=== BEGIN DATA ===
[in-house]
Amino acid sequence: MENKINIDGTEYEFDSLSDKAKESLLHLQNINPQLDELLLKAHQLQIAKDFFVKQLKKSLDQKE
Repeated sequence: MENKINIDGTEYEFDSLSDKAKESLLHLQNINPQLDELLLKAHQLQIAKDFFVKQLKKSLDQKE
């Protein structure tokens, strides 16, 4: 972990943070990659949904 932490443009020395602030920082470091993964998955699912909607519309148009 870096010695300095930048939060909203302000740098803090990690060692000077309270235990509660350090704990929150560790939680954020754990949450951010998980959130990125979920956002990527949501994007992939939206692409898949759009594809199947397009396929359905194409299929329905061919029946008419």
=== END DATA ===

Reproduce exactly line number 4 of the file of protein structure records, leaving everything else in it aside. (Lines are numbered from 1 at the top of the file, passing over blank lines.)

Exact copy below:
């Protein structure tokens, strides 16, 4: 972990943070990659949904 932490443009020395602030920082470091993964998955699912909607519309148009 870096010695300095930048939060909203302000740098803090990690060692000077309270235990509660350090704990929150560790939680954020754990949450951010998980959130990125979920956002990527949501994007992939939206692409898949759009594809199947397009396929359905194409299929329905061919029946008419």